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Yorkshire property: The ultimate handmade home

July 13, 2014

Made with love: the ultimate handmade home

Those of you who follow Kirstie Allsopp on the goggle box  may well recognise this wonderful little house.

It featured as a snippet on her recent “Best of Both Worlds” TV show and it  highlights the considerable talents of would-be first-time buyer Stephanie Bertenshaw.  Unable to get on the property ladder she took matters into her own hands and built her own home for just  £12,000

We hot-footed it down to the village of Marsden, near Huddersfield, to get the full story and found a heart-warming tale of a family pulling together, a lot of hard graft and a huge amount of creativity.

Stephanie, 24, an artist and illustrator, created the ultimate handmade home out of three garages next to her parents’ house.


Transformed from old garages to “Yorkshire villa”

“I came back to live with my mum and dad after travelling and was doing low paid jobs so there was no way I could afford to buy anything or even rent,” she says. “There was a set of old garages next to my parents’ home and I thought they’d make a great little house. My dad loves a building project so he agreed to give it go.”

Her parents, Chris and Sue, bought their old coach house and land nine years ago, and run a healing centre from there. It is tucked away on a large plot by the river . Steph’s grandparents live in a timber chalet on the site.

After winning planning permission to convert, the whole family pitched in “barn raising” style to single-storey dwelling.


The 1960s dining chairs were £12 from a charity shop

The foundations were deep enough but the walls at the back needed support and now have a double skin. The old doors were bricked up, then windows and a new, arched front door were installed. The sloping garage roof was retained but it was insulated and plaster boarded inside.

Grandad Michael, a painter and decorator,  did the wallpapering, while Steph’s former boyfriend, Gareth Cotter,  did most of the joinery. Her grandma and mum made sure everywhere was rubble and dust free. Steph used her creative talents to plan the design and décor and took inspiration from pictures on Pinterest.


The sitting room with mezzanine above

She wanted a villa-style look outside. Inside, there is a bedroom with a mezzanine level for a tiny bathroom and  a small sitting room with a gallery above, which doubles as a spare bedroom. This leads through to the kitchen, which has a store room and cloakroom at the back. She recently added an extension for her studio.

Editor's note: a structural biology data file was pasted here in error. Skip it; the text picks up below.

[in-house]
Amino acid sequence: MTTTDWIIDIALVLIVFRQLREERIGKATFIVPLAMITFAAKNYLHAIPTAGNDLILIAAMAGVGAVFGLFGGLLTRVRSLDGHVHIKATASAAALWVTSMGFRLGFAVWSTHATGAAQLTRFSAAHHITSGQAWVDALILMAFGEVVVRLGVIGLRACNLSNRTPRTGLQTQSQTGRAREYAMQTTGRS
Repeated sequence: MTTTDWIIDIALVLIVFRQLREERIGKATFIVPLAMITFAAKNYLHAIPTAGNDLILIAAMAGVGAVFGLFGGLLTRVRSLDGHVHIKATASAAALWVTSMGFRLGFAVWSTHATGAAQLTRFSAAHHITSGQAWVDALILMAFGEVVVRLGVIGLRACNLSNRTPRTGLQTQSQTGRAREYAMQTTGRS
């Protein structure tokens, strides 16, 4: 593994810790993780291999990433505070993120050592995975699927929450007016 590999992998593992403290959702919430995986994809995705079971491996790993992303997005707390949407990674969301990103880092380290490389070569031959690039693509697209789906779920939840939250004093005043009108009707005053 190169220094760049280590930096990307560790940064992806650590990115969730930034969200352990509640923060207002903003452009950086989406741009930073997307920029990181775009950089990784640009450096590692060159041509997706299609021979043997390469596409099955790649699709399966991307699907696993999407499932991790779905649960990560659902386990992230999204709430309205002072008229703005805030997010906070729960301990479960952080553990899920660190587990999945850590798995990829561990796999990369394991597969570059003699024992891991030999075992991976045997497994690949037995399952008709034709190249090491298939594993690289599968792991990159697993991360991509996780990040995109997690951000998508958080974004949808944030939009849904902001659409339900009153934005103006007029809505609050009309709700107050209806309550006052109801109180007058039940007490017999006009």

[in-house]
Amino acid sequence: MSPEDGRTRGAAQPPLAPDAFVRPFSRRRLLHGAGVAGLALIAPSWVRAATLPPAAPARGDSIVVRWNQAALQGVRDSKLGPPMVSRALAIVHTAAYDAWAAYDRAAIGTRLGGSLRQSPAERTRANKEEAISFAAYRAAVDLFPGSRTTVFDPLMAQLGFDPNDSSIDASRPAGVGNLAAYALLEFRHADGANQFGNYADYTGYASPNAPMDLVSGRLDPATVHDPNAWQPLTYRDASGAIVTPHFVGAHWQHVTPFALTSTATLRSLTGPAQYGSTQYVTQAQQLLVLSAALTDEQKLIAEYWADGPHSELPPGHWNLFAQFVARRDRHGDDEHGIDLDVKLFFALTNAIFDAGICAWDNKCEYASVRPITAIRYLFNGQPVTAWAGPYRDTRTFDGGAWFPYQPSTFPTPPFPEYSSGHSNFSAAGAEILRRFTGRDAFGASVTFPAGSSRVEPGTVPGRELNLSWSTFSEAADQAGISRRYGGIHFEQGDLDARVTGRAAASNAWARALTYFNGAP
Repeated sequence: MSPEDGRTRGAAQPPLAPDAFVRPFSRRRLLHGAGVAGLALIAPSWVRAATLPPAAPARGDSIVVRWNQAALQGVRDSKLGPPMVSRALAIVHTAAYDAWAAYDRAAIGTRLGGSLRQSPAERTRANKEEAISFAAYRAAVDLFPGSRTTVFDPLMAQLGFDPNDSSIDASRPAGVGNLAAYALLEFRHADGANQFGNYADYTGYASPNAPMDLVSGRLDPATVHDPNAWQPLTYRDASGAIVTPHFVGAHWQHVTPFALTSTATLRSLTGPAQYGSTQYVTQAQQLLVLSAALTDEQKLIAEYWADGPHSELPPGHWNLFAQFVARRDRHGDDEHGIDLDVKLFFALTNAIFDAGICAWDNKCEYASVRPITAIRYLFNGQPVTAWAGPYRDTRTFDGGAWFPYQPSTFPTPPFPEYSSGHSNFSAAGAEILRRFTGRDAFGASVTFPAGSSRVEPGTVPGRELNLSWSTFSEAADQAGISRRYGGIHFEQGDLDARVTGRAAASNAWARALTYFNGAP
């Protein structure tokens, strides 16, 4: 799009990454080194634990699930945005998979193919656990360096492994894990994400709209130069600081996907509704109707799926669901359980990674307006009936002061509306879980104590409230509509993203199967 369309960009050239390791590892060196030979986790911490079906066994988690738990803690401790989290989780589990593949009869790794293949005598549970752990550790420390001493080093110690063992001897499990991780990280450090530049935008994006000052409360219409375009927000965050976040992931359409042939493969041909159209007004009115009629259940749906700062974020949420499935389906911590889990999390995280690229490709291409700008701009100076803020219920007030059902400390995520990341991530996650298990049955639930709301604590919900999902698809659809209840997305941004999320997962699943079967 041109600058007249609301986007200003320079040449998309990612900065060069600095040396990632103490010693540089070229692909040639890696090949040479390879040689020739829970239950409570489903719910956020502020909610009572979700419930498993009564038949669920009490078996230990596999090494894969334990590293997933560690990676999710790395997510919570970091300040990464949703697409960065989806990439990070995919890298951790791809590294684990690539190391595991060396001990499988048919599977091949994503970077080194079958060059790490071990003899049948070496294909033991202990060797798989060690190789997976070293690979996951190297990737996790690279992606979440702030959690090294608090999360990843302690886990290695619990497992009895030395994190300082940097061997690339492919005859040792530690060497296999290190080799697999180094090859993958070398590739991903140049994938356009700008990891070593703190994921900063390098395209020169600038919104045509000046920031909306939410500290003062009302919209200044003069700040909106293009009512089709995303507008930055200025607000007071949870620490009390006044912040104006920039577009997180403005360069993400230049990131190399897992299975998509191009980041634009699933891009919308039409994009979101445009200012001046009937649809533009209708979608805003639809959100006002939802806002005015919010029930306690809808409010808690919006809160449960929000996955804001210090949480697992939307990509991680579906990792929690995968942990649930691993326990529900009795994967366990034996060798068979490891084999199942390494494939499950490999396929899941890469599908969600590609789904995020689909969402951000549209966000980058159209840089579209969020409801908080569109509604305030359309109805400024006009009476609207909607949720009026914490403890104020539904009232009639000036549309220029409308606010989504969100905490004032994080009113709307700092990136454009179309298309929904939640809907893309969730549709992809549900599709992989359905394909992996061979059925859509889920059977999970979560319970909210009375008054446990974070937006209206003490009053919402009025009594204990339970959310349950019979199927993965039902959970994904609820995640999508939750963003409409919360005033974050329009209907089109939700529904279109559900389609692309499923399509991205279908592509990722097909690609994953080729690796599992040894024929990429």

The handmade kitchen units and wallpaper from B&Q

Furniture is a mix of donations from friends and family, Ikea and charity shop bargains.  Her latest buy is a set of 1960s dining chairs that cost £12 from the Emmaus shop.

Decoration is mostly her own art work along with pictures, postcards and wallpaper that she pops in vintage frames painted with colourful, tester pot emulsion.


Ikea paper in an old frame that Steph painted

The pretty property is testament to what can be achieved with a small budget and a lot of imagination. The  live work home has also helped her grow her design business, Felt Mountain Studios. She specialises in creating prints for greetings cards, gift tags, stationery and wedding invitations, along with logos for businesses.

She sells online and at The Emporium in Slaithwaite, which is a community interest company that she helps to run. It is a treasure trove full of art and vintage and handmade products.


Steph’s studio gives her space to design

Hand-building her home, now valued at £150,000, has given her financial freedom to grow her business and save for the future.

“It belongs to my parents but I can live here for as long as I like rent free,” says Steph.

*See Steph’s work at www.feltmountainstudios.co.uk  Read more about The Emporium, Slaithwaite, another inspiring story, here:  www.slaithwaiteemporium.blogspot.co.uk Steph’s mum runs The Old Coach House Healing Centre, www.coachhousehealing.co.uk


Nice and cosy – the house is full of craft and creativity


Painting and embellishing frames gives an instant update


The Emporium in Slaithwaite is a treasure trove


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